New ceramic 3D printing laboratory opens in Royston

Johnson Matthey is delighted to announce the opening of a new state-of-the-art ceramic 3D printing facility in Royston, UK.

Currently JM produces bespoke ceramic products with flexible geometries and feature sizes down to just 400 ┬Ám. This 3D printing process offers a cost effective solution for producing small complex ceramics on a large scale.
The new R&D laboratory will enable us to develop a greater understanding of 3D printing; characterising powders and inks to allow faster development and more effective solutions for customers.
Sam O'Callaghan, Research Group Leader said, 'This new laboratory is a great step forward for Johnson Matthey. The cutting-edge technology will help us develop our 3D printing capabilities and offer customers truly bespoke solutions.'
In 3D printing, particle size distribution is an important factor, but shape can also play a significant role. Our new QiCPic image analysis sensor allows both to be measured simultaneously in a dry atmosphere similar to the 'in use' environment.
[IMAGE] QiCPic image analysis sensor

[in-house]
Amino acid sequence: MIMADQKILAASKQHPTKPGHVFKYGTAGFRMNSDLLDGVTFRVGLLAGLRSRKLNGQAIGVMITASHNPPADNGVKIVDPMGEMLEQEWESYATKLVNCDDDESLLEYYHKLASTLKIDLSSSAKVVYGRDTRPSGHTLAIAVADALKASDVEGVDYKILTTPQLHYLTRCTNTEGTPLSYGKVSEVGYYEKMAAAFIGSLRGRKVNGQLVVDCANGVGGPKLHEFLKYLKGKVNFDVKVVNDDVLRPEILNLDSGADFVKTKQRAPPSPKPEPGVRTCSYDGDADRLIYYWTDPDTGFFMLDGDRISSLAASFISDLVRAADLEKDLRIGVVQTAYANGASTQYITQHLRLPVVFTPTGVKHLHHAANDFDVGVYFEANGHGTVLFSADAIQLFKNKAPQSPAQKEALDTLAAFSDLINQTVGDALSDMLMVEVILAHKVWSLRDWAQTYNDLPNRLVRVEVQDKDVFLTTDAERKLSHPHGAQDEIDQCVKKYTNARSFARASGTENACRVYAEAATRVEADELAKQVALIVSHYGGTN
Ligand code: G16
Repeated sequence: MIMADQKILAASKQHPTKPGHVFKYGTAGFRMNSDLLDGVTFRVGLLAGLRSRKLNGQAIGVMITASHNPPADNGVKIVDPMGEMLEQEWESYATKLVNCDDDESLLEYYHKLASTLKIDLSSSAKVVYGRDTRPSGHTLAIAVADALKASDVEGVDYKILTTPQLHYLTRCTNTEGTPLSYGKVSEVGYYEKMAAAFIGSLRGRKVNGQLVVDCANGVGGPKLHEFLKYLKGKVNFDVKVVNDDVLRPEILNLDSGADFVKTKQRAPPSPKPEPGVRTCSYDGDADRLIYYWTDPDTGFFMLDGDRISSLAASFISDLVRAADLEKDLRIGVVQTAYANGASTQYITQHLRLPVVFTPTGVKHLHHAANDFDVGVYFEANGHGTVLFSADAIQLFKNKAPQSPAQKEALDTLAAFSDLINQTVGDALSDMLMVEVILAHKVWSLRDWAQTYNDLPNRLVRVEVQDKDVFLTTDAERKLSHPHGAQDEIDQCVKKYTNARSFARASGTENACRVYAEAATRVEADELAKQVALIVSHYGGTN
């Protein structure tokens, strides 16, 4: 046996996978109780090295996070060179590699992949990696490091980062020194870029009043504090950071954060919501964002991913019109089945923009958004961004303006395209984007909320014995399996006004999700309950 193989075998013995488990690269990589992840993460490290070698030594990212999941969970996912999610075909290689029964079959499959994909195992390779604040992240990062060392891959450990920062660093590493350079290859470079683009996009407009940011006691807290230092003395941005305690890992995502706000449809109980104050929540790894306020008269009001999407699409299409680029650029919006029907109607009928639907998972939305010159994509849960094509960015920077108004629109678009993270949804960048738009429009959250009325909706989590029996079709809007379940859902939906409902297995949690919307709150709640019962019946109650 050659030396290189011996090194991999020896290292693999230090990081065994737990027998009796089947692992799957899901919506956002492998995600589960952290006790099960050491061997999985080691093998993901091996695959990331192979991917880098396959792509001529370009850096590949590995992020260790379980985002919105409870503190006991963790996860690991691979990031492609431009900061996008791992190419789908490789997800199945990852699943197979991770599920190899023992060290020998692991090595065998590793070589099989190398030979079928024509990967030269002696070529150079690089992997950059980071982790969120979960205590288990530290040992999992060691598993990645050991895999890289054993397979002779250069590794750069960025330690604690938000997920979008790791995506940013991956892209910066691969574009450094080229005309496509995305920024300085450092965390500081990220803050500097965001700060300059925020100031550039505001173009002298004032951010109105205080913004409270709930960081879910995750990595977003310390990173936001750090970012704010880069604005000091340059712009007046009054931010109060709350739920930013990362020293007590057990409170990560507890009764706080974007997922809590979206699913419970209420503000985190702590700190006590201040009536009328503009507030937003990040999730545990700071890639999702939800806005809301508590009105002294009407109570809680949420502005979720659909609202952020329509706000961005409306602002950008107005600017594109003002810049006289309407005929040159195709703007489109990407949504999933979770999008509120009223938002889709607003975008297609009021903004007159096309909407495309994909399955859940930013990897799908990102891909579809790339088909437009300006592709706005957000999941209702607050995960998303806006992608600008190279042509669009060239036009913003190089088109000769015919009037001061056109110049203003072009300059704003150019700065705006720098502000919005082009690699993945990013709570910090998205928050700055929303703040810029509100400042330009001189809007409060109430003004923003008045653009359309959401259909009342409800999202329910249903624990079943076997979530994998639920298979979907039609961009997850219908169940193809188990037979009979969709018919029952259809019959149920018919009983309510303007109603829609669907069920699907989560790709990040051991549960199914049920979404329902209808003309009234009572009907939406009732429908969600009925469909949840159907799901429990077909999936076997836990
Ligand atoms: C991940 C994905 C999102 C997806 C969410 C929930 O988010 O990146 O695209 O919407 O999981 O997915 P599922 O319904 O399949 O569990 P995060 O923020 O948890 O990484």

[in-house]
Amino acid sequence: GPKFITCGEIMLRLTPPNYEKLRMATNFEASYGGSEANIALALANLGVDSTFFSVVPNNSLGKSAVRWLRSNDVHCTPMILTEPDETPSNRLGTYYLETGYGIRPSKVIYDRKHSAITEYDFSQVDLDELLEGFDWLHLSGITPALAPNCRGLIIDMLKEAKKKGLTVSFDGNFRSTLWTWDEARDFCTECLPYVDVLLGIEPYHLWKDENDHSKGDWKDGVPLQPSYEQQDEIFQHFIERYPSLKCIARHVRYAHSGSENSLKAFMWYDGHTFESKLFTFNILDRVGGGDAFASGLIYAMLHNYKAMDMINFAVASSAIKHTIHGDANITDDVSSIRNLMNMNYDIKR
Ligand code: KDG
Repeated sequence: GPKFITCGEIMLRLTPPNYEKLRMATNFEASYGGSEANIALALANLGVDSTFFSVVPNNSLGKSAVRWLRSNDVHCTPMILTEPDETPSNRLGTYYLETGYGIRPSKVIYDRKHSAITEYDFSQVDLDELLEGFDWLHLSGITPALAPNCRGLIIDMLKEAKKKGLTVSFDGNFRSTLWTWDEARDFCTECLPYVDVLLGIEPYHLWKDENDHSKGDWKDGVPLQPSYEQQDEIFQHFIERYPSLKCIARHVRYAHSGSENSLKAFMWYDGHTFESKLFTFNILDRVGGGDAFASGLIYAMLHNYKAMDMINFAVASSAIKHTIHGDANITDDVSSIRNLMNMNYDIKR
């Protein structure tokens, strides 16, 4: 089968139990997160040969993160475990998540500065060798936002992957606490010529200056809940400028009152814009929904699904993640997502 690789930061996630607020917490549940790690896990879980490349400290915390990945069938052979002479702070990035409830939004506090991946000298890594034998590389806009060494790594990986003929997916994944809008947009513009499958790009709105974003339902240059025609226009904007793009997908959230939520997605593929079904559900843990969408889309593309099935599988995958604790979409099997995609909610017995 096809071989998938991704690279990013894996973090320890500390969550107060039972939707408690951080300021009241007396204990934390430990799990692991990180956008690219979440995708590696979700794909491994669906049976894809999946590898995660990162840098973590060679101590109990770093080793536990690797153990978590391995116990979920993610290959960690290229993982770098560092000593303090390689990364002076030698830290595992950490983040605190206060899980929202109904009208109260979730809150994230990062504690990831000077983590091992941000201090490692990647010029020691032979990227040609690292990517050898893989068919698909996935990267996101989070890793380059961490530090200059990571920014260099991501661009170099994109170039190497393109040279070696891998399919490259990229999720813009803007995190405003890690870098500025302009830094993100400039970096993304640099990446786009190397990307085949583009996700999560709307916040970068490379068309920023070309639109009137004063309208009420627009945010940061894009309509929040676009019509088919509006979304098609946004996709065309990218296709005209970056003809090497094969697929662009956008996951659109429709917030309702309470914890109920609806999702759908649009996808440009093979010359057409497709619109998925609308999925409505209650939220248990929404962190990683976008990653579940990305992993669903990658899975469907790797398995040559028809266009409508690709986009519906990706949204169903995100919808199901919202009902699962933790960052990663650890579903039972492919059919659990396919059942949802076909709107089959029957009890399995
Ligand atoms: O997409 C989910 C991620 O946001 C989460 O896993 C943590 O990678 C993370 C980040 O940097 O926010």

There are many factors that contribute to a powder's performance in printing that can broadly be described as flow characteristics. The Freeman FT4 is an advanced piece of equipment that allows 7 different test types, resulting in 21 different powder properties. These are being combined with Johnson Matthey knowhow to build a powder operating window.

[IMAGE] Freeman FT4 Powder Rheometer 

The new lab will also improve ink characterisation techniques using a PixDro ink jet printer, fitted with same printhead system installed across all of the R&D prototype and pilot plant printers. This allows diversity, as well as cost saving experiments, assessing alternative suppliers and reagents.

[IMAGE] PixDro inkjet printer

The new lab also features a mixer torque rheometer that allows powder-ink interactions to be measured. This enables us to define the ideal printer settings prior to printing as well as giving us a background understanding of why certain powders perform differently to others.

The overall aim of this new facility is to build upon our understanding of 3D printing, improve our processes and help create effective applications for our products.